• Synthesis and structure refinement of layered double hydroxides of Co, Mg and Ni with Ga

Homogeneous precipitation by urea hydrolysis results in the formation of highly ordered layered double hydroxides of divalent metal ions (Co, Mg, Ni) and Ga. Structure refinement shows that these carbonate containing layered hydroxides crystallize with rhombohedral symmetry (space group 𝑅-3𝑚) in the structure of the 3𝑅1 polytype. An analysis of the structure shows that, coulombic attraction between the layer and interlayer remains invariant in different layered hydroxides, whereas the strength of hydrogen bonding varies. The Ni–Ga LDH has the weakest hydrogen bonding and Co–Ga, the strongest, as reflected by the layer–interlayer oxygen–oxygen distances. The poor polarity of the OH bond in the Ni–Ga hydroxide points to the greater covalency of the (𝑀2+}/𝑀′3+)-oxygen bond in this compound as opposed to the Co–Ga hydroxide. These observations are supported by IR spectra.

• Electrodeposition of dicalcium phosphate dihydrate coatings on stainless steel substrates

Cathodic reduction of an aqueous solution containing dissolved calcium and phosphate ions results in the deposition of micrometer thick CaHPO4.2H2O (dicalcium phosphate dihydrate) coatings on stainless steel substrates. The coating obtained at a low deposition current (8 mA cm-2) comprises lath-like crystallites oriented along 020. The 020 crystal planes are non-polar and have a low surface energy. At a high deposition current (12 mA cm-2), platelets oriented along 12$\bar{1}$ are deposited. CaHPO4.2H2O is an important precursor to the nucleation of hydroxyapatite, the inorganic component of bones. Differently oriented CaHPO4.2H2Ocoatings transform to hydroxyapatite with different kinetics, the transformation being more facile when the coating is oriented along 12$\bar{1}$. These observations have implications for the development of electrodeposited biocompatible coatings for metal endoprostheses for medical applications.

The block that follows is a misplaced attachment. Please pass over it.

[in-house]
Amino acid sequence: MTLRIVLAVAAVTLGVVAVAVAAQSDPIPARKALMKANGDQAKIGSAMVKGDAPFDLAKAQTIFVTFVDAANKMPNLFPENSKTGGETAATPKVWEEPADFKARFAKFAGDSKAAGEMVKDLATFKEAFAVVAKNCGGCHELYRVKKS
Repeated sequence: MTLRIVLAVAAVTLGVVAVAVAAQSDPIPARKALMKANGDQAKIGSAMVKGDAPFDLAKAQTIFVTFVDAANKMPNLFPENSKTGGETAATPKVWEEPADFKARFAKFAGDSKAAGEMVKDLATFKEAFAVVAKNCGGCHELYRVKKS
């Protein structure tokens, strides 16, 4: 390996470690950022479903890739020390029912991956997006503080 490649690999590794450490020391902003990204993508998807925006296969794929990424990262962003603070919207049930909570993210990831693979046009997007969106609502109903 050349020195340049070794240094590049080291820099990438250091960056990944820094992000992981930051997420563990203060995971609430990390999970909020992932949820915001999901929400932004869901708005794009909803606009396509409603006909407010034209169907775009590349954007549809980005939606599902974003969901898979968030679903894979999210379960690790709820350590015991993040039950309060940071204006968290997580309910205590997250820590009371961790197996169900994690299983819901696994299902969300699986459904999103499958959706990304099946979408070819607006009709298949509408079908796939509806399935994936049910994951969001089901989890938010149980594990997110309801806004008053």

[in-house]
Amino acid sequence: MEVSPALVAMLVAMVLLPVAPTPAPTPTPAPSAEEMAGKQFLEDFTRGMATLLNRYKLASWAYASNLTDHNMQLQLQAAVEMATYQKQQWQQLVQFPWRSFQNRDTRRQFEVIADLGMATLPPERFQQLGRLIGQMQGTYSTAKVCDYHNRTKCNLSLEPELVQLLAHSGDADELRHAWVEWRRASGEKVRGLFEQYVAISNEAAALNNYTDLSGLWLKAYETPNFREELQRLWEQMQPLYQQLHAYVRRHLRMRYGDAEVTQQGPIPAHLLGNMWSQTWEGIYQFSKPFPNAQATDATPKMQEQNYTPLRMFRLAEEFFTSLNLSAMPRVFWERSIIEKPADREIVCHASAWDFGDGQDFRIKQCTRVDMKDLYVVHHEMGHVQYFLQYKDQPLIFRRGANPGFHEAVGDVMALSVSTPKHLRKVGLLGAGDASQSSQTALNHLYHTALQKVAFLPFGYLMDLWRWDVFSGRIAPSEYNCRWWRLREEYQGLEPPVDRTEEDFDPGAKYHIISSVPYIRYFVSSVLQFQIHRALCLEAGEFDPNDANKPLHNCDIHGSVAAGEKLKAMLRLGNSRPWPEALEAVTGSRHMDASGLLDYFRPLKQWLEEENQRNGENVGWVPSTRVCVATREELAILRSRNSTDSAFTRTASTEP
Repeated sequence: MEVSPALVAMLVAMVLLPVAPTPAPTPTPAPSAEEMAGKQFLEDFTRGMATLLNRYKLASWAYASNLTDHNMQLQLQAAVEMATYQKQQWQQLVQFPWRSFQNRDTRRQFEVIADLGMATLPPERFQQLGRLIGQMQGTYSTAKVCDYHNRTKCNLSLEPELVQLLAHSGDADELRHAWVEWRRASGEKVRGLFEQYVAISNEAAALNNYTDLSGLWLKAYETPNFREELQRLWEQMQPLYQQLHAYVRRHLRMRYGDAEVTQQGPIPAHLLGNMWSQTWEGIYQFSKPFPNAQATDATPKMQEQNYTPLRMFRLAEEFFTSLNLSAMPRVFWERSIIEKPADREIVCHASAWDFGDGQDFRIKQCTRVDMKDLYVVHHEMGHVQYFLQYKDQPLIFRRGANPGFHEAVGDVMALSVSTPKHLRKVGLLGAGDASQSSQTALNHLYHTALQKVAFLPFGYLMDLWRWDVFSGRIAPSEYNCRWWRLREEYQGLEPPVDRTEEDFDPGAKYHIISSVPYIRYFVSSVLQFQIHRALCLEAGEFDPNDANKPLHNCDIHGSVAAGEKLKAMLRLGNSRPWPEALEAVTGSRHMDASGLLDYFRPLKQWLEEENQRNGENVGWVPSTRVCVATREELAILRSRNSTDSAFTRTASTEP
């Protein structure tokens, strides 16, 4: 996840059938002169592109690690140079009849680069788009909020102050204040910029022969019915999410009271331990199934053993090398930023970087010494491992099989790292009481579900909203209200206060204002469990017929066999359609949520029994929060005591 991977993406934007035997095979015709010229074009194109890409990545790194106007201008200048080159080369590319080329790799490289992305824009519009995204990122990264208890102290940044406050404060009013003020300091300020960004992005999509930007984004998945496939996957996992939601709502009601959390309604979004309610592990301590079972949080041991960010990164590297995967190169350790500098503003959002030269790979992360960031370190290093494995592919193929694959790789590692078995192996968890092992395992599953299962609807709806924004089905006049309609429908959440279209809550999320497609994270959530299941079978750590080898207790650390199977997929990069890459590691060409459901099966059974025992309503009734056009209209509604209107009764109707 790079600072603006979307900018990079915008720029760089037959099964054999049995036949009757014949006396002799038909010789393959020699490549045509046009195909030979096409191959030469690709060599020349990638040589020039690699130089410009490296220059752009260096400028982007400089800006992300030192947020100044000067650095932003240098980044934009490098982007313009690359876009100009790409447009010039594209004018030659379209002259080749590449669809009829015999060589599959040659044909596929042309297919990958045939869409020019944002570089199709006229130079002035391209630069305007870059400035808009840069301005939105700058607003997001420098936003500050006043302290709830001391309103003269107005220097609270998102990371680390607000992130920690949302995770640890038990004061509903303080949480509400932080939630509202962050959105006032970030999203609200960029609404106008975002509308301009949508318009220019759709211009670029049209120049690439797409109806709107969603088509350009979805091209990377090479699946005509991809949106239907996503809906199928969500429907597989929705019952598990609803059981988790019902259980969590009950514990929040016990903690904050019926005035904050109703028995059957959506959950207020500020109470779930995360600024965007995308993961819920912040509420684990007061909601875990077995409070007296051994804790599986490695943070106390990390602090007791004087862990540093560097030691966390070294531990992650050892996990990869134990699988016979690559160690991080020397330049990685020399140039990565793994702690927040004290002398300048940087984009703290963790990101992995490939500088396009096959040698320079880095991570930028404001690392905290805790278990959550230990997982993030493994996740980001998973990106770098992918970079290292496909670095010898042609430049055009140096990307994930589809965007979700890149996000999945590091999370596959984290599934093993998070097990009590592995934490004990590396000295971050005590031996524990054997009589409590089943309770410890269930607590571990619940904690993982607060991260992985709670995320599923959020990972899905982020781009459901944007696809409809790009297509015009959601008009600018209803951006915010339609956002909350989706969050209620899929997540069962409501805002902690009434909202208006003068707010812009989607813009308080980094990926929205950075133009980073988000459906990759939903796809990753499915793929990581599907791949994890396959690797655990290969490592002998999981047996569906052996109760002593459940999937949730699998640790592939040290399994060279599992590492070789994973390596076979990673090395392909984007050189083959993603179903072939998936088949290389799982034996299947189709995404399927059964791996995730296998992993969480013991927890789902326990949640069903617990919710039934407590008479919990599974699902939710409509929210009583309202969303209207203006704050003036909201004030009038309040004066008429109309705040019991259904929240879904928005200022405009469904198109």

• Electronic spectra of anions intercalated in layered double hydroxides

Transition metal complexes intercalated in layered double hydroxides have a different electronic structure as compared to their free state owing to their confinement within the interlayer gallery. UV–Vis absorptions of the intercalated complex anions show a significant shift as compared to their free state. The ligand to metal charge transfer transitions of the ferricyanide anion show a red shift on intercalation. The ferrocyanide ion shows a significant blue shift of 𝑑–𝑑 bands due to the increased separation between 𝑡2g and 𝑒g levels on intercalation. MnO$^{-}_{4}$ ion shows a blue shift in its ligand to metal charge transfer transition since the non-bonding 𝑡1 level of oxygen from which the transition arises is stabilized.

• Interaction of pristine hydrotalcite-like layered double hydroxides with CO2: a thermogravimetric study

Metal oxides in general have surface acidic sites, but for exceptional circumstances, are not expected to mineralize CO2. Given their intrinsic basicity and an expandable interlayer gallery, the hydrotalcite-like layered double hydroxides (LDHs) are expected to be superior candidate materials for CO2 mineralization. However, the incorporation of Al3+ adversely impacts the ability of the metal hydroxide layer to interact with CO2 in the gas phase in comparison with the unitary Mg(OH)2. Thermogravimetric analysis shows that the decomposition reaction of the [Mg–Al–CO3] LDH is only marginally delayed in flowing CO2 in comparison with flowing N2, showing only an apparent marginal CO2 uptake. Al3+ ion severely attenuates the surface basicity of the LDHs, as the unitary Al(OH)3 is acidic in comparison with Mg(OH)2 and shows little or no interaction with CO2 in the gas phase.

• # Bulletin of Materials Science

Volume 43, 2020
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Continuous Article Publishing mode

• # Editorial Note on Continuous Article Publication

Posted on July 25, 2019